By Steve Weinstein
By Devon Maloney
By Tessa Stuart
By Alison Flowers
By Albert Samaha
By Jesse Jarnow
By Eric Tsetsi
By Raillan Brooks
As one who has spent quite a bit of time in my own attic over the last six years, I enjoyed Thulani's story very, very much. In my family's case, getting to know several hundred of our African American cousins, to whom we are related through Thomas Jefferson, has been an experience that neither I nor my brother and sisters would trade for anything. Recent DNA studies may show us that race is truly only skin-deep, but families like ours prove the old axiom that, as Americans, we're all related to one another is truer than any of us had ever thought.
SEEING THE LIGHT
As a person born and raised in Springfield, Missouri, I wanted to let you know that the story Thulani Davis wrote about finding her white past intrigued me. It made me look at the history of my city and the man who founded it in a whole new light. I just wanted to pass on my thanks and appreciation.
A DIFFERENT WORLD
What a wonderful story! People are people after all. Even in Ol' Dixie they marry and have children regardless of artificial constructs such as race.
Thulani Davis's attitude toward her "Confederate" ancestors surprises me. She is a black woman shocked and even outraged at finding she has white ancestors.
However, depending on one's point of view, she could also be described as a white woman with black ancestors. There is no point in taking sides with one set of ancestors against the other. They lived in a different world from ours.
Aldo H. Reyes
San Antonio, Texas
Ta-Nehisi Coates, I understand your feelings completely. I, too, am a member of the Condoleezza Rice Fan Club. Although I do not completely understand or agree with why she chooses to bend her amazing intellect to become such an outstanding, effective employee of George W. Bush, I definitely have become a fan. Perhaps it's because she stated she does not support gun control because black families living in her Southern hometown during the pre-civil rights era depended on guns to protect their homes from Klan and segregationist supporters' attacks. Perhaps it's because she stated she became a Republican because white Democrats blatantly worked to keep blacks from her hometown polls.
I do know that my admiration and respect for her moved me to write the prominent anchor of a popular morning news show to chastise him for addressing her as "Condi" in a formal interview, instead of the appropriate title "Madam Security Adviser" or "Dr. Rice."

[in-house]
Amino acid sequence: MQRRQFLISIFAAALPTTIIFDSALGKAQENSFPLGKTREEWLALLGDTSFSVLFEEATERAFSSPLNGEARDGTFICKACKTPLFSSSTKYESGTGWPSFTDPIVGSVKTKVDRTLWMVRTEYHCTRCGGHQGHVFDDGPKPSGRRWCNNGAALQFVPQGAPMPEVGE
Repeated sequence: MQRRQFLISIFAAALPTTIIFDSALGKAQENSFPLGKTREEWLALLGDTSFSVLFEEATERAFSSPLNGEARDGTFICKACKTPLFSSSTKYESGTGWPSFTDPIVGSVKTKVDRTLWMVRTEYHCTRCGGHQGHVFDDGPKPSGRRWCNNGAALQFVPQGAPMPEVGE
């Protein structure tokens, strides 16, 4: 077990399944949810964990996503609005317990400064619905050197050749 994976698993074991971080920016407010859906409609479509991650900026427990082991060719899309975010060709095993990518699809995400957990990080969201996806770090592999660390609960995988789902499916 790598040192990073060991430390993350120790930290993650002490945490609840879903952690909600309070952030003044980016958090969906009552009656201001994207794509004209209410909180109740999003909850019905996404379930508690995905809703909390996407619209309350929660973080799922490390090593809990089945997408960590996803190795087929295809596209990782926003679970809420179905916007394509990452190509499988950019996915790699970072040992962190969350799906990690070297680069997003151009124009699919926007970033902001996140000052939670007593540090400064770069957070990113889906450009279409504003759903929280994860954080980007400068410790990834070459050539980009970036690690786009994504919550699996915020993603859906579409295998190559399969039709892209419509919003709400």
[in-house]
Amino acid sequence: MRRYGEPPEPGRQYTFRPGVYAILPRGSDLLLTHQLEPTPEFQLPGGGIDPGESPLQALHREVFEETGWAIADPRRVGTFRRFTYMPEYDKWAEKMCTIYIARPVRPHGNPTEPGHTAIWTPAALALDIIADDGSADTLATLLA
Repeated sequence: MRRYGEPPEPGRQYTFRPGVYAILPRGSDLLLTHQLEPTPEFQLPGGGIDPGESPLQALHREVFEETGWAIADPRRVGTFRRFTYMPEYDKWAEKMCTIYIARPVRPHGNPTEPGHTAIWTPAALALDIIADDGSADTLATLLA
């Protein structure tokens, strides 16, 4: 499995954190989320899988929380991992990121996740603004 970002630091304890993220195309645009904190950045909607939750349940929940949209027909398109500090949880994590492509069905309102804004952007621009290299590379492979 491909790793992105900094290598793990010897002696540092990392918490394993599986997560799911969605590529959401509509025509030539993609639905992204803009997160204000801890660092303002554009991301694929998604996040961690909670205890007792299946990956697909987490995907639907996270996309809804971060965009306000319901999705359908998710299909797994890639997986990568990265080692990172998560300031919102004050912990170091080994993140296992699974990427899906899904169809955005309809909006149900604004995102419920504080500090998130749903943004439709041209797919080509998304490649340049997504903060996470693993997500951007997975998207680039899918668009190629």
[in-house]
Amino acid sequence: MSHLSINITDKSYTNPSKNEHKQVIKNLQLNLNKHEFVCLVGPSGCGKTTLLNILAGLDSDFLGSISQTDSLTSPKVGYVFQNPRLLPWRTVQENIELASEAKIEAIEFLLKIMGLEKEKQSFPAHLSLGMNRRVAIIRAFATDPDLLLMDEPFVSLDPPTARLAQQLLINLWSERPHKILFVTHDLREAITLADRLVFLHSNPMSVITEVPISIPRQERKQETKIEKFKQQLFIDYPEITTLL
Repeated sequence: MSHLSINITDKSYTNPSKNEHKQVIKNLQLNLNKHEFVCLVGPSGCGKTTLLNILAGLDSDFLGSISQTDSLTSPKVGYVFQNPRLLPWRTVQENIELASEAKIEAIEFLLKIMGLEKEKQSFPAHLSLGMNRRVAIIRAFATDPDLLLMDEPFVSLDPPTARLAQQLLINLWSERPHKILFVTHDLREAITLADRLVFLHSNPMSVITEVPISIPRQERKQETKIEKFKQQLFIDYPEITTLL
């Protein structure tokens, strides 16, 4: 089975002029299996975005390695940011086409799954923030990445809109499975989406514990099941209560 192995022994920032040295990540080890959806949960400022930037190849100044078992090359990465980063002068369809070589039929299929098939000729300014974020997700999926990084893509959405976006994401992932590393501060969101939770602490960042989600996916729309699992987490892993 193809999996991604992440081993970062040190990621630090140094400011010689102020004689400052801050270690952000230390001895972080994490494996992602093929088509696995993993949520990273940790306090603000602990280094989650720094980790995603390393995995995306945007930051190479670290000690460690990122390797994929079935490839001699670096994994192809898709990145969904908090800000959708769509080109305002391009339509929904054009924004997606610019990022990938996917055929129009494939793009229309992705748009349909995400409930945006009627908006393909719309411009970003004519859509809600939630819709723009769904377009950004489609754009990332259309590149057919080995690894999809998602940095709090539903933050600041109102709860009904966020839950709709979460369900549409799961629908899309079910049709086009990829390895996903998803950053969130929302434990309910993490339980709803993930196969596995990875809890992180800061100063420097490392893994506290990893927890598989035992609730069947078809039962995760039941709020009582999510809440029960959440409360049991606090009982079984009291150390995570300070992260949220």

Condi is cool!
For all you movie fans out there wondering what to do with your crummy old panned-and-scanned tapes, send them to The Village Voice, to the attention of Michael Atkinson. Mike, you have a bonanza of "restlessness" and "dynamism" awaiting you. Enjoy!
The Film Society of Lincoln Center
Upper West Side
Michael Atkinson replies: Thanks, Kent!
I found Michael Musto's tips about how to act when appearing on cable-TV shows to promote yourself and your work very helpful. Having had the opportunity to appear on a handful of shows to discuss my John Lennon biography, Nowhere Man (Quick American Archives), I'd like to add one more useful bit of information that Musto overlooked: Cross Your Legs. If you are a male, it looks especially vulgar to sit there with your legs spread apart, and it can be distracting to the viewer. On one occasion that I neglected to do this, the show's logo was superimposed dead center over my crotch. I've since noticed that a casual crossing of the legs is the first thing most male guests do when settling down to face their interviewer.
A VOICE IN THE DARK
It is so wonderful to find a website that isn't full of Republican rhetoric. I just discovered the Voice site today while reading David Brock's book Blinded by the Right. He mentioned The Village Voice. I can't believe I hadn't ever heard of it. I just wanted to say thank you for having an honest websiteseems like most of these people out here can't do that.
Oh, another thingWard Sutton's Schlock 'N' Roll is the best cartoon I have ever seen.
AT YOUR LEISURE
In Michael Feingold's as-usual brilliant column today ["Off Directing (Part I)," July 30-August 5], he mentions something about the Voice's upcoming "changes in format" which will restrict him to a shorter length. What gives? Don't tell me the Voice is becoming McPaper!
For those of us who relish taking a long lunch break with the leisurely in-depth musings of Mr. Feingold and your other fine columniststhis is alarming. Where else are we to turn for in-depth essays? Where else are these writers to turn to express themselves fully? I turn to the Voice for my arts coverage precisely because it has offered writing on a much deeper and more thorough level than the competitionespecially the Times.